Medicare Part D is an optional program that helps pay for prescription drugs. It does this through a variety of plans offered by private companies that have been approved by Medicare. Part D is often called the “Medicare Prescription Drug Program.
Part D is the newest section of Medicare. It was signed into law in 2003 as part of the Medicare Prescription Drug Improvement and Modernization Act . The prescription drug benefits began in 2006. Medicare Prescription Drug Coverage offers:
The program can dramatically reduce the cost of your medications. Remember, unless you qualify for Extra Help, this program is designed to share the costs with you, not pay all of your medicine costs.
Are you a healthcare provider? Read CLAIM’s guide (pdf) to Part D for professionals.
Medicare Drug Plans
Medicare drug plans are offered by insurance companies and other private companies approved by Medicare. People can choose to join a Medicare drug plan that meets their needs based on coverage, cost, convenience, and customer service.
There are two types of Medicare Drug Plans:
All Medicare drug plans must offer at least the standard level of coverage as the original Medicare. Plans can be flexible in their benefit design and offer different or enhanced benefits. Their benefits and costs may change from year to year.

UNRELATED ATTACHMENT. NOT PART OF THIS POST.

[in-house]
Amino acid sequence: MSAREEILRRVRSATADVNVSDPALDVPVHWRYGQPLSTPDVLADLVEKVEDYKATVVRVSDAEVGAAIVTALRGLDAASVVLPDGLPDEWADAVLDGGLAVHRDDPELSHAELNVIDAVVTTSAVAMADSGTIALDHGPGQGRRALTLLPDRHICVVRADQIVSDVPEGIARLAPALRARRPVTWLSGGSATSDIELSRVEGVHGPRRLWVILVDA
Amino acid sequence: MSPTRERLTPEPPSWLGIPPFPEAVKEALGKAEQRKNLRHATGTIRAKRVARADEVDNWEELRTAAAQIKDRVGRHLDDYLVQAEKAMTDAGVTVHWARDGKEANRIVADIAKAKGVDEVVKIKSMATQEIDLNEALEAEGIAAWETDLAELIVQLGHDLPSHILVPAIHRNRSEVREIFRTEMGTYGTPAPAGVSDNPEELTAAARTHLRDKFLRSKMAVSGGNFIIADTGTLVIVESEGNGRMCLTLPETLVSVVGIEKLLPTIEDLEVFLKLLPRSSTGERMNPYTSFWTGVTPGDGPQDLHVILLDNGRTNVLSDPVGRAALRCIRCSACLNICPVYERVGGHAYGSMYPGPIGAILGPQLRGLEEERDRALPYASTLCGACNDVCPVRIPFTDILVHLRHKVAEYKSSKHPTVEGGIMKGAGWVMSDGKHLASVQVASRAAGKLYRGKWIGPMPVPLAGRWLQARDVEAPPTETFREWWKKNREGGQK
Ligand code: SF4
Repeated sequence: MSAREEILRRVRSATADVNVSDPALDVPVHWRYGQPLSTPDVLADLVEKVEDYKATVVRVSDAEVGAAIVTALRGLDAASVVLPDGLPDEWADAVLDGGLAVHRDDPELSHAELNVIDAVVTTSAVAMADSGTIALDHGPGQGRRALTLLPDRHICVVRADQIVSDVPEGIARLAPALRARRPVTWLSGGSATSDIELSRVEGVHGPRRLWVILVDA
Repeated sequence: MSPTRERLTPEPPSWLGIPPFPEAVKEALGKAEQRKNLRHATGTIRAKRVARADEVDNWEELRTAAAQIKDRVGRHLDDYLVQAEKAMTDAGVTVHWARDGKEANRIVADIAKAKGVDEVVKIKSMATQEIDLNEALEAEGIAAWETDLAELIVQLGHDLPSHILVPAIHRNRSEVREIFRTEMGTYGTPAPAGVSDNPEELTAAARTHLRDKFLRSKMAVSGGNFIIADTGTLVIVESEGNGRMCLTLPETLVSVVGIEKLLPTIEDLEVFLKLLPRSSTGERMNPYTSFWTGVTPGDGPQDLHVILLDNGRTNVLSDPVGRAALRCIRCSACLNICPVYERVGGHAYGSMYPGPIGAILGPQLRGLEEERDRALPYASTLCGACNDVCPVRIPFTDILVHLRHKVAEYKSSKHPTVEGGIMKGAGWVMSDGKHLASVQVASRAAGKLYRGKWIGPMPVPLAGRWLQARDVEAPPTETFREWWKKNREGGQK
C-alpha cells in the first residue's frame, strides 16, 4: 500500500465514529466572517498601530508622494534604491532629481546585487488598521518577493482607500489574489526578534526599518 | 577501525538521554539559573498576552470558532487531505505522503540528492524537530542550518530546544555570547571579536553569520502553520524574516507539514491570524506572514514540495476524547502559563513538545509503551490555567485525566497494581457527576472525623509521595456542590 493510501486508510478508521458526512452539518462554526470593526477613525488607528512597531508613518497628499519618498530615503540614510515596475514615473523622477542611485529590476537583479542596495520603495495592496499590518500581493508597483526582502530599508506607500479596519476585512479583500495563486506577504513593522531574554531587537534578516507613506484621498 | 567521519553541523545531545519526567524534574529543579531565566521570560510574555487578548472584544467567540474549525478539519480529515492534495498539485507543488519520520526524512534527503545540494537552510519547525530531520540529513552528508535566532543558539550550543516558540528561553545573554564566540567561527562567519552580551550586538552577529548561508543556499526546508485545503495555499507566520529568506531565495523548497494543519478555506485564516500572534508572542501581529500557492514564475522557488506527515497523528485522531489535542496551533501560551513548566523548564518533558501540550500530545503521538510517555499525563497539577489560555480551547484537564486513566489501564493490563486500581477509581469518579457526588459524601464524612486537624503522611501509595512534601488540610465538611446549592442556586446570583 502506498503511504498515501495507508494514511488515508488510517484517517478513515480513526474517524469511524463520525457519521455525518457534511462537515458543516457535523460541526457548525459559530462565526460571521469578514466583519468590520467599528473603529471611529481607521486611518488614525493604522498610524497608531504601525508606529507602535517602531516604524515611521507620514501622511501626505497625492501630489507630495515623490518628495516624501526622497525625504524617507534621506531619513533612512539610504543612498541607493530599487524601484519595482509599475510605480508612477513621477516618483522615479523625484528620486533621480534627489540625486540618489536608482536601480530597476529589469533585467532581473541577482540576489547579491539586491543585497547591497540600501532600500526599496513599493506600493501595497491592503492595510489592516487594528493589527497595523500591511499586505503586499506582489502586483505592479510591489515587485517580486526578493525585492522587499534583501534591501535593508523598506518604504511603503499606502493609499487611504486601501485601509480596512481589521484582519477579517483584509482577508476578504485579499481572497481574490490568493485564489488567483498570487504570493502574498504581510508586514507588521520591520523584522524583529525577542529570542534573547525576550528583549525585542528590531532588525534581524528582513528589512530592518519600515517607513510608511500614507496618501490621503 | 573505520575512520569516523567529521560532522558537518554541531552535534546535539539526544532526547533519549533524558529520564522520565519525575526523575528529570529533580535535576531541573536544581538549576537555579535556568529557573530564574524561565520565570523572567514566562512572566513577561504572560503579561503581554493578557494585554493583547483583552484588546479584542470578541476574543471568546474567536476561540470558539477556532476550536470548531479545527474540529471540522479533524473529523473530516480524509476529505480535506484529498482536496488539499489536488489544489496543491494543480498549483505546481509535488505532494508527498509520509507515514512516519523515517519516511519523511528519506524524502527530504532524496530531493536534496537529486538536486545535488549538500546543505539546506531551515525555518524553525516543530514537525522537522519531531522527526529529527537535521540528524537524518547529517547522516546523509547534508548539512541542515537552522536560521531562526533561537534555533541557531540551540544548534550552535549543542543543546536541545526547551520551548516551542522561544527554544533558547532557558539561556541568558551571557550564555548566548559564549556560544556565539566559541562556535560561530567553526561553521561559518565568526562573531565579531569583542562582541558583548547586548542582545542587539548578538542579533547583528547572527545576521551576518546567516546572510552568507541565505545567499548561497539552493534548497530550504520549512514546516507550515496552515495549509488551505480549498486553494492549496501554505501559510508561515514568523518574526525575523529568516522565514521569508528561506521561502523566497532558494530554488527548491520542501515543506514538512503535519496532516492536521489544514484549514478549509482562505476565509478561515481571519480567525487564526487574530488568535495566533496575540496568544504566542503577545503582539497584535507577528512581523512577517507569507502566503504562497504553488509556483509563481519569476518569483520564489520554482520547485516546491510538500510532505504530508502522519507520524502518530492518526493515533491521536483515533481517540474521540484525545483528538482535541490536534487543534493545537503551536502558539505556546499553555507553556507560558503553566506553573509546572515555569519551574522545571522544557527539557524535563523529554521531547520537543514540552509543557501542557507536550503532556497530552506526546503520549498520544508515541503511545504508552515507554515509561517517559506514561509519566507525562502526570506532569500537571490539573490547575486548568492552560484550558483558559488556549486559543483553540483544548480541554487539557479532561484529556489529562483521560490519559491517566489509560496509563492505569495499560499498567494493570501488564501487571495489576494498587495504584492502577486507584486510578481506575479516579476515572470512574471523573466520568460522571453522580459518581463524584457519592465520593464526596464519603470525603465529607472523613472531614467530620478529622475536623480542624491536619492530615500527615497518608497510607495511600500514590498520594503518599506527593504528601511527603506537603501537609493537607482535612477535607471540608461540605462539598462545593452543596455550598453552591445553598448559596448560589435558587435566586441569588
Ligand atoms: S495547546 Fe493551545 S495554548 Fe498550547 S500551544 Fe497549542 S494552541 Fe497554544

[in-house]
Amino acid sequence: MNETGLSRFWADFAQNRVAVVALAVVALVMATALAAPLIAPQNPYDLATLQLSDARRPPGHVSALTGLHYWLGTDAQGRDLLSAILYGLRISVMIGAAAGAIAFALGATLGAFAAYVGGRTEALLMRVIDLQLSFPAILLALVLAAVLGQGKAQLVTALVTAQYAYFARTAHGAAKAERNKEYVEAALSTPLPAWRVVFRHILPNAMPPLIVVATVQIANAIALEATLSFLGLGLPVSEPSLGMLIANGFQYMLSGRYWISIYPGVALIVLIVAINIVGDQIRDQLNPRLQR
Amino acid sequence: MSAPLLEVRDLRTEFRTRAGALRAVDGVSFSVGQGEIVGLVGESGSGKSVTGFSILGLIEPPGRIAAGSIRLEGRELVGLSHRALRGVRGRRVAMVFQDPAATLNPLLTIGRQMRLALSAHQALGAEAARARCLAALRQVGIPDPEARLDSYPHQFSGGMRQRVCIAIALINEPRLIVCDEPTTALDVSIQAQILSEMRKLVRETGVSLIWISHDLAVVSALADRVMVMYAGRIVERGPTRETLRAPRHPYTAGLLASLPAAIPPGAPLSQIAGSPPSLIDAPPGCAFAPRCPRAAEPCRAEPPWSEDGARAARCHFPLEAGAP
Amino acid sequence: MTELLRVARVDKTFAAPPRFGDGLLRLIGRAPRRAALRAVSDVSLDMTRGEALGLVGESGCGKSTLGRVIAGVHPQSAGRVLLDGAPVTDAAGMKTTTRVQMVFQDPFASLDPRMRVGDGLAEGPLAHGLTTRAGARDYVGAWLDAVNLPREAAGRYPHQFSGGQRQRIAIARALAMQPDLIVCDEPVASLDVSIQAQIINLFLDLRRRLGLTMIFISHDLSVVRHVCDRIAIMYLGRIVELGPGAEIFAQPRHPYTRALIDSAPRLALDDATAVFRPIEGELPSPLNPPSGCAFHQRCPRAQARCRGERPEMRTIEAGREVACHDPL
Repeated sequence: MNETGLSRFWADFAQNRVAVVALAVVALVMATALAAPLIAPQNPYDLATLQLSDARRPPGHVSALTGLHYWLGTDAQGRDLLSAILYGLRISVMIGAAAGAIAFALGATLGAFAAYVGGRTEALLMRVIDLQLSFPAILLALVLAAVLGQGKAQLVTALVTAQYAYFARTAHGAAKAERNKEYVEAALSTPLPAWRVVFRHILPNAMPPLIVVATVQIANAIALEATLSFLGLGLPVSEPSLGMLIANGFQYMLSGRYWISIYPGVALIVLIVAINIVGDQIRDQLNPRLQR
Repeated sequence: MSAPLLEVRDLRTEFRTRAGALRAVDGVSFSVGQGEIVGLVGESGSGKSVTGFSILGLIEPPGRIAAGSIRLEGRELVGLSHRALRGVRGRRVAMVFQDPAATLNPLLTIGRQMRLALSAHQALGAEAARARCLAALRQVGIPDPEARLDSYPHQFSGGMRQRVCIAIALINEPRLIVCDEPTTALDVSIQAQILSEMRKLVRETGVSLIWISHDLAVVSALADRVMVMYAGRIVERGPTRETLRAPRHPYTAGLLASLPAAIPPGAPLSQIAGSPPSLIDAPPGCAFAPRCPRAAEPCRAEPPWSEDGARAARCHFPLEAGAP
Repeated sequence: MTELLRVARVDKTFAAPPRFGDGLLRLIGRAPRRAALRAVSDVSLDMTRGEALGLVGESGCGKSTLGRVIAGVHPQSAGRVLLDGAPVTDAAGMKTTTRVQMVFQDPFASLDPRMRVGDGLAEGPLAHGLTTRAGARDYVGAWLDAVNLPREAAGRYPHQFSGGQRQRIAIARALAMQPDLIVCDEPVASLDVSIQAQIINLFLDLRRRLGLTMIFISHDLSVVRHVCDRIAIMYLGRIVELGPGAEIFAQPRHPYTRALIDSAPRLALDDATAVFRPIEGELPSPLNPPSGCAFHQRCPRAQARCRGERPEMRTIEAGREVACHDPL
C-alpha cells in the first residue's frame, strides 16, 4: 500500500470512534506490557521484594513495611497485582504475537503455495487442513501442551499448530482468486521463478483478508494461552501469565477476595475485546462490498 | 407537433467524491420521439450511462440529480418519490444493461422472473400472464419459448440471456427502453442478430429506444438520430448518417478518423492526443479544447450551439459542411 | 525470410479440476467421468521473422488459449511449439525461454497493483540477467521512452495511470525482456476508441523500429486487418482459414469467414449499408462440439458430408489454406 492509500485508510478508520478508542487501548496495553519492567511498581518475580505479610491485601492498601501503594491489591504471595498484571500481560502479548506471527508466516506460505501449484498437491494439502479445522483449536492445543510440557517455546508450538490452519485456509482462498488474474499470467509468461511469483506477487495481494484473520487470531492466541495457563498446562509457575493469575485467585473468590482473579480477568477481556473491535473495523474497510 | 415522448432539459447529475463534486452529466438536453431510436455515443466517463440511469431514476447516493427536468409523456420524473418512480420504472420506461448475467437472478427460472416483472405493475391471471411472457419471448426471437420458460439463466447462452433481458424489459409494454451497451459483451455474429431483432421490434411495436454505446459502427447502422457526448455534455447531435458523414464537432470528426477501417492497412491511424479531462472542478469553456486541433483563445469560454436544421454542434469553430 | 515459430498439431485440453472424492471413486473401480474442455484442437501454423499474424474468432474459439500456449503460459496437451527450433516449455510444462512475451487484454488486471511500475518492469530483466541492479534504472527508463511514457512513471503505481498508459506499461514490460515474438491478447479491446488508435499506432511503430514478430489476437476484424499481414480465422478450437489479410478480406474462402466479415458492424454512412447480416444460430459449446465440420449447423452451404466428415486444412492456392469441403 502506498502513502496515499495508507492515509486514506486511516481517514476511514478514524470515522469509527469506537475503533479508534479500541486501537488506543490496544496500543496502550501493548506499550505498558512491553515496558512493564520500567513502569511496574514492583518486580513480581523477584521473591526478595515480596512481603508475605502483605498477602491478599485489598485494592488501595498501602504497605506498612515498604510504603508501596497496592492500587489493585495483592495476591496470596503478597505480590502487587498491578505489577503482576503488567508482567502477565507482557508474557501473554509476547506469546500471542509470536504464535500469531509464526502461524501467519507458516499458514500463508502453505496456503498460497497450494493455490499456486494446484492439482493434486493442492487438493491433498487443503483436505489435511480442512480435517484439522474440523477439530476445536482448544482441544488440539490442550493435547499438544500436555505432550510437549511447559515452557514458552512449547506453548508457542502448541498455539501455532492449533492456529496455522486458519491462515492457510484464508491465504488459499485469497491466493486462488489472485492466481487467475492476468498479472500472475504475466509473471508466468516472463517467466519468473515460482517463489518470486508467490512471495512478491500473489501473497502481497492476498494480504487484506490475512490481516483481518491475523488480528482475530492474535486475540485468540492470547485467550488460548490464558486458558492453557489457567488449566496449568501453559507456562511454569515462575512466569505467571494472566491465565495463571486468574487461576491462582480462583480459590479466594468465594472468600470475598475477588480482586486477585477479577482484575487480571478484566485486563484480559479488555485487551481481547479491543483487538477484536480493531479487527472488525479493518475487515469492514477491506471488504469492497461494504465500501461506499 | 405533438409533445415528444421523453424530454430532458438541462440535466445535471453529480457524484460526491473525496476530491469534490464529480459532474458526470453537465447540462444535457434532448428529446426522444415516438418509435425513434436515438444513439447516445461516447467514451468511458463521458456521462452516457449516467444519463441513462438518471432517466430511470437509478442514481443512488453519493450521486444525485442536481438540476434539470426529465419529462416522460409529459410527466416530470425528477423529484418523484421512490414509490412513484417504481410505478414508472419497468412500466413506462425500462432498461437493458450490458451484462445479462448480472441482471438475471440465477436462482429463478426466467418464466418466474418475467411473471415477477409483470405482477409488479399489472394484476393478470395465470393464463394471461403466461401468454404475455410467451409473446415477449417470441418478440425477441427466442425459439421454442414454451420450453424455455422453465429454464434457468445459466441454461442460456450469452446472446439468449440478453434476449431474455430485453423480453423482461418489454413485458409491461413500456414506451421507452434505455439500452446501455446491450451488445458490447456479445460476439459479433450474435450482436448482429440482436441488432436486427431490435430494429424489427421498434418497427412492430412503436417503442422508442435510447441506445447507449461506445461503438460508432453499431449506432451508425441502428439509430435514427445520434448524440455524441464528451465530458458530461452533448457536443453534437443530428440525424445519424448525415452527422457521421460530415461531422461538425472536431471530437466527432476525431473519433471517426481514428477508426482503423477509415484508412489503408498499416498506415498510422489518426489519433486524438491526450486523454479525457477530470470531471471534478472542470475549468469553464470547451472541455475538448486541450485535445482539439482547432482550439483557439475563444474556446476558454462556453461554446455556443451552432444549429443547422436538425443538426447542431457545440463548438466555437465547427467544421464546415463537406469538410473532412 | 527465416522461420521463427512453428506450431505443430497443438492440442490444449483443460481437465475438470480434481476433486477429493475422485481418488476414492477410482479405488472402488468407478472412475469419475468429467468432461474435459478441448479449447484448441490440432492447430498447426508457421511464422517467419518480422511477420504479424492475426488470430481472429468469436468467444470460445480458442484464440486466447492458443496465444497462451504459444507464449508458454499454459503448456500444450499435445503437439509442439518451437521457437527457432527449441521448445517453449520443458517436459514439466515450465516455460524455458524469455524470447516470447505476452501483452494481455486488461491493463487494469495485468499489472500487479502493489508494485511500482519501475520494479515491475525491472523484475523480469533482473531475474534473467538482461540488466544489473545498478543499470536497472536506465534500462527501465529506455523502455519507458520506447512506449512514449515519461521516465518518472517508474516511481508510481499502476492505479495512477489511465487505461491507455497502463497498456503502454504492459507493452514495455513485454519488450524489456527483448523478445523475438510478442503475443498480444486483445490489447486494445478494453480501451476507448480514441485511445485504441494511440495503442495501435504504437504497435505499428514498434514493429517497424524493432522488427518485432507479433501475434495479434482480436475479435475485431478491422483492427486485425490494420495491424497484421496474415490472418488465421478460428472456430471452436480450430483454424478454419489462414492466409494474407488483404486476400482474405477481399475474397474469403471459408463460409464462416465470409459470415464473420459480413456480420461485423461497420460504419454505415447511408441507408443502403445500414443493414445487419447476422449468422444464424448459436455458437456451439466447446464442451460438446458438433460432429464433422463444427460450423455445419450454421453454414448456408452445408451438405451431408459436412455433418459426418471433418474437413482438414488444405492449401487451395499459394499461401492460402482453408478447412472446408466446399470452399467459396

Medicare drug plans will cover generic and brand name drugs. To be covered by Medicare, a drug must be available only by prescription, approved by the Food and Drug Administration, used and sold in the United States and used for a medically accepted indication. Each plans will have a “formulary” that tells you which drugs are covered by the plan. Plans may require prior authorizations, step therapy and quantity limits.
When to Enroll
If you do not enroll when you are first eligible and go without creditable prescription drug coverage for 63 continuous days or more, you may have to pay a late enrollment penalty to join later. The penalty amount is based on when you join. It is added each month to your Medicare drug plan’s premium for as long as you have a plan.
“Extra Help” with Drug Costs
Many people with limited income and resources will be eligible for “extra help” paying for prescription drugs. Extra help is sometimes referred to as “low-income subsidy. ” People with the lowest income and resources will not pay premiums or deductibles and have small or no copayments. Those with slightly higher incomes will have a reduced deductible and pay a little more out of pocket.
There is no coverage gap for people who qualify for the extra help.
To determine if you are eligible for “extra help” with your drug costs, contact the one of the following:
You can read more about Part D Extra Help by clicking here.
Read the next section about Choosing a Part D Plan.